HB 307 “broadens the definition of `renewable energy` to include other self-replenishing non-fossil fuel resources," where "other", "self-replenishing", "fossil fuel", "non-fossil fuel" and "resources" are all undefined.
The bill passed the full house 47-4 with no votes from Representatives Matsumoto, Perruso, Thielen and Wildberger.
The bill has been introduced in previous sessions. The hearing today is the final scheduled committee hearing before the Senate floor. Assuming the bill isn`t amended or killed, the Senate floor vote could be the final vote.
Then some entity will crawl out of the cracks in the floor and pronounce that the bill was written for them.
Meanwhile speculative is rampant: biomass blended with coal, methane captured from landfills and wastewater treatment facilities, clearcutting and burning forests for electricity, turning coal into ethanol, importing and incinerating California municipal waste. The problem is, all of these are already defined under state law as renewable energy….
HB307: Text, Status (deferred March 27, 2019)
read … The 2:45 pm Mystery
Public Safety admits less-lethal options are on hand — but not for use in the field
HNN: … The state has purchased at least 35 less lethal guns and eight pepperball guns in the last two years.
But none of the less lethal options are available for use by deputies on patrol, a Hawaii News Now investigation found.
The issue came up after an officer-involved fatal shooting near the Capitol.
Sheriff’s deputies were trying to arrest Tyson Dinney on October 7, 2018.
When pepper spray was apparently ineffective, they asked over the radio for a less lethal gun to be brought to the scene.
They were told by the Acting Lieutenant that none was available.
Receipts obtained by Hawaii News Now show multiple purchases in the last two years for the guns. $5,090 for Remington 870 shotguns and conversion kits to make the shotguns less lethal, $7,287.22 for various bean bag and powder rounds, $895.85 for each Pepperball gun, and the purchase lists go on and on….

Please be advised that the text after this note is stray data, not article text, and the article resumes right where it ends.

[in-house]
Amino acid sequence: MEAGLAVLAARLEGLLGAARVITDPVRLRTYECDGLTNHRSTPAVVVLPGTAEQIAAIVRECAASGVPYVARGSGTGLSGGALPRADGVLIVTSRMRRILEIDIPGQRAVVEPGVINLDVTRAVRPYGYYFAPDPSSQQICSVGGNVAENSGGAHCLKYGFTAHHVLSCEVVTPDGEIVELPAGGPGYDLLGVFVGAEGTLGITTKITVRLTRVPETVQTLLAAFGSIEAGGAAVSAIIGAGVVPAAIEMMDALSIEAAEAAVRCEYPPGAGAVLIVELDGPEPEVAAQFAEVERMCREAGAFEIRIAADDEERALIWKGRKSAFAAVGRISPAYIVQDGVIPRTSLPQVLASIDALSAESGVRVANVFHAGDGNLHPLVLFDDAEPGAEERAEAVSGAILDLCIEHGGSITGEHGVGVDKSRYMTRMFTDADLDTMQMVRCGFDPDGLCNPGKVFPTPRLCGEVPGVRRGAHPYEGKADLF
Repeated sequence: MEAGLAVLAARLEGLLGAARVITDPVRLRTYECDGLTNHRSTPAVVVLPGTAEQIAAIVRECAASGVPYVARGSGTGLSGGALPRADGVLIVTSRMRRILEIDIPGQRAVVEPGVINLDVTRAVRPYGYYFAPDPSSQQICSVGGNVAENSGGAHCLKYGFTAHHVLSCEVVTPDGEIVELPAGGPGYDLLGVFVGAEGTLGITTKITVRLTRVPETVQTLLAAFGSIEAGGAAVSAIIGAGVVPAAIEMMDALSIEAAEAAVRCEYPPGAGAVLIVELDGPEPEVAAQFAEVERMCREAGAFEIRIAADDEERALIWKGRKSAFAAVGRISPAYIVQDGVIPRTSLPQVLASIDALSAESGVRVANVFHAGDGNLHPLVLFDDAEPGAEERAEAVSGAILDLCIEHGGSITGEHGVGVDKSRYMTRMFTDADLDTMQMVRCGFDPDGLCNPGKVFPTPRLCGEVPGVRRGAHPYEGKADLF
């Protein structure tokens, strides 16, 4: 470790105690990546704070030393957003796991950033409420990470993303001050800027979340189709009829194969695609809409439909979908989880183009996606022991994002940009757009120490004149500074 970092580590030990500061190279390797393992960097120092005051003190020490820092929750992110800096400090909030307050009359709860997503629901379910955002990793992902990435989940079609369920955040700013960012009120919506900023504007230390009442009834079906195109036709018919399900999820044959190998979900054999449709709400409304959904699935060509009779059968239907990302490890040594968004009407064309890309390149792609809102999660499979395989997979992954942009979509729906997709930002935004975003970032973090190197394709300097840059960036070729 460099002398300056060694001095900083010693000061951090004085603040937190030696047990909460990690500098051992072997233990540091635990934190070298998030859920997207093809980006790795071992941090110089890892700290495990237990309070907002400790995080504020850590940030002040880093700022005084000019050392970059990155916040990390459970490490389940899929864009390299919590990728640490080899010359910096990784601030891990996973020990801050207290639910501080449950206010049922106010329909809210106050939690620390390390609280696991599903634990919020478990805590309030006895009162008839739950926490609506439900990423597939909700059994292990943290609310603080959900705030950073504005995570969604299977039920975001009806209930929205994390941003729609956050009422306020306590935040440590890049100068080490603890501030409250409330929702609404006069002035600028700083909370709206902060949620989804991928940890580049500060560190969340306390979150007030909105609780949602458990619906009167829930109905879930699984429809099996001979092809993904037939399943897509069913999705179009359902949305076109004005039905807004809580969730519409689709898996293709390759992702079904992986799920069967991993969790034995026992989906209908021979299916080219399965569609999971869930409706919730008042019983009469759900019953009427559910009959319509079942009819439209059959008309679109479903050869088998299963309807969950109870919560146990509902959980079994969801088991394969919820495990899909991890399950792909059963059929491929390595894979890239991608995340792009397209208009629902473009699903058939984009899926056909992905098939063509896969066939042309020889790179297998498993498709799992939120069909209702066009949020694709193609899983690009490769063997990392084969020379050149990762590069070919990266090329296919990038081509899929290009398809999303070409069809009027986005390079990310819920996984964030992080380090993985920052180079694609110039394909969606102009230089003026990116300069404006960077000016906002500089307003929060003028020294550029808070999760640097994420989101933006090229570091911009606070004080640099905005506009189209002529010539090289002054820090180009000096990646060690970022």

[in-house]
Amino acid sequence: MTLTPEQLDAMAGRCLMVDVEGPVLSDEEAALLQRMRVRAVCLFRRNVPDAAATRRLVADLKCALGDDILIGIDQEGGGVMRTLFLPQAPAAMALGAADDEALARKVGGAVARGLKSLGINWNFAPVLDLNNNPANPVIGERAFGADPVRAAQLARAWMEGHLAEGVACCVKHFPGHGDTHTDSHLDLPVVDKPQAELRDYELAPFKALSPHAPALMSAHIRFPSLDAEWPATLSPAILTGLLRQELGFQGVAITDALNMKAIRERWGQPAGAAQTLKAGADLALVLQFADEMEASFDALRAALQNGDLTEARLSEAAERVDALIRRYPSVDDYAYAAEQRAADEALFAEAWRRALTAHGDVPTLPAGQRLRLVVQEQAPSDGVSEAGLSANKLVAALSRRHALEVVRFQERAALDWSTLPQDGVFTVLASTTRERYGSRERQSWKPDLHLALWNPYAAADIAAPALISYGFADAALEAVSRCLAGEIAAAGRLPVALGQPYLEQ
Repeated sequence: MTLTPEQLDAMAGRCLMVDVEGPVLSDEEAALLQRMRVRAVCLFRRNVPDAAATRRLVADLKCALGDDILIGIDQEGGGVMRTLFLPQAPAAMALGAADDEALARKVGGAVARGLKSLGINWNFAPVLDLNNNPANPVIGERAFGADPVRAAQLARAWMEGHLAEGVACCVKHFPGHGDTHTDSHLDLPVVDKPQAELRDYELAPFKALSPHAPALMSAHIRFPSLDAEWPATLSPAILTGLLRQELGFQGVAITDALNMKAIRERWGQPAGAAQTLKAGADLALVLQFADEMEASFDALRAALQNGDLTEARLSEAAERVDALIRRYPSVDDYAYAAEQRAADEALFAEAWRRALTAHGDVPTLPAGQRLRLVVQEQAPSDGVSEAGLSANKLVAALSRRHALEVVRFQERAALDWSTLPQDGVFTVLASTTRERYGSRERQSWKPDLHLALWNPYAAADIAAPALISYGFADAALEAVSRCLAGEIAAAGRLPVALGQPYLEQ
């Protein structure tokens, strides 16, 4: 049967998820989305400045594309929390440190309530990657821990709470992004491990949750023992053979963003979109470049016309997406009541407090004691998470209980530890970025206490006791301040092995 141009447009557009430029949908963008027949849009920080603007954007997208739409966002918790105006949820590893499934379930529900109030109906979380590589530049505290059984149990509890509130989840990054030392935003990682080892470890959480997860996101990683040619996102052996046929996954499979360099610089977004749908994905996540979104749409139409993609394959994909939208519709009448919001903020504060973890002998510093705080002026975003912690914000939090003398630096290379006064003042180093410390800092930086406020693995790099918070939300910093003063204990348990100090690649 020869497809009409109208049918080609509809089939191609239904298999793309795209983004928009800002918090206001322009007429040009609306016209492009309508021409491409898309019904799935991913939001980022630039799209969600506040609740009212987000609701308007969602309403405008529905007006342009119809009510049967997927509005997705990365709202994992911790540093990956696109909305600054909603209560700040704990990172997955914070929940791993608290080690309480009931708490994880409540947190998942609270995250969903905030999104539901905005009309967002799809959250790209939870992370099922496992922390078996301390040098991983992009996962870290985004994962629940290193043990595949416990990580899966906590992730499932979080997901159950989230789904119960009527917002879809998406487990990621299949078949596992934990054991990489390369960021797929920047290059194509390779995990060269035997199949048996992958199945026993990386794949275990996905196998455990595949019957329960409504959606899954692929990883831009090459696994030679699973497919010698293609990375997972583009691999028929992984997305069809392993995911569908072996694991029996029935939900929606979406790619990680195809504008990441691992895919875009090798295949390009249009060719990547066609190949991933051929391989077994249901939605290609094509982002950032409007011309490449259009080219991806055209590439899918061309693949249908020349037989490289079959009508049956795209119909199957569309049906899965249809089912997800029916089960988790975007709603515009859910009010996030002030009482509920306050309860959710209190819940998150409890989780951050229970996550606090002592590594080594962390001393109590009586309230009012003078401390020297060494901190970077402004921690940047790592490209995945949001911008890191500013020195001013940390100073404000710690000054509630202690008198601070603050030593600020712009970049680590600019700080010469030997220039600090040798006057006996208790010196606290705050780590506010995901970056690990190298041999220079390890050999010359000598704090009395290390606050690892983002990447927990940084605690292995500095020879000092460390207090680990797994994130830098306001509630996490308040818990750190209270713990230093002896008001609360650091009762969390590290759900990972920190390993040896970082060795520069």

In a statement, Renee Sonobe Hong, The Department’s Deputy Director of Law Enforcement, said “The less-lethal equipment at TSD (training and staff development) is meant for training purposes only," and is being stored in the armory.
State Representative Chris Lee, of the House Judiciary Committee criticized that practice, "It begs the question, why even train with non lethal options if you’re never going to have the ability to use them?”
Tyson Dinney, who was suffering from mental illness, ended up getting shot and killed by Honolulu police officers called to assist the deputies.
Delmar Espejo was also killed at the capitol last month after a struggle with another sheriffs deputy….
read … Public Safety admits less-lethal options are on hand — but not for use in the field
Firefighters rescue Drunken Belligerent homeless ‘man’ from Kapalama Canal
KITV: … Authorities responded around 4:20 a.m. to a man who was found in the canal under a bridge off Halona Street.
According to a Hawaii News Now crew on scene, the area of the canal where the man was found appeared to be a homeless encampment.
Initial reports were for a stabbing, but police later clarified and said the reportedly drunken and belligerent man actually fell and sliced open his knee.
Several Honolulu firefighters rescued the man by 1) lowering themselves into the canal, 2) stabilizing him and then 3) hoisting him up and over the bridge, where 4) paramedics then took over. …
read …. Firefighters rescue homeless man from Kapalama Canal
The Twisted History Of Honolulu Traffic Engineering
CB: When it comes to some of Oahu’s worst street designs, our fates were sealed more than a century ago…..
read … The Twisted History Of Honolulu Traffic Engineering
On a day dedicated to the ‘people’s prince,’ GOP pushes a re-branding in his honor
HNN: … Party officials say they’re looking to rebrand the party in Hawaii as the “Party of Kuhio,” and call themselves “Kuhio Republicans,” much like Republicans nationally call themselves the “Party of Lincoln.”…
“In any state, it’s really hard to sell a divisive national scene for both parties," Ostrov said.
“What we want to do is focus on our islands and to our voters that we are different than that noisy national scene.”….
Andria Tupola, a former state representative and Republican candidate for Governor, says Prince Kuhio’s values resonate with many people.
“Almost 100 years later, we are taking and gleaning his insight in trying to implement it so we can make a better Hawaii,” said Tupola.
She believes the local Republican party has struggled because of leadership changes and a lack of a unifying message.
“I’ve never really known what the message of the party was,” she said.
Tupola added, “It’s the first time I’ve heard a concerted effort to have one message, one brand to rally ourselves to get some unity within the party."…
Related: Prince Kuhio’s Fight to Americanize Hawaii
read … On a day dedicated to the ‘people’s prince,’ GOP pushes a re-branding in his honor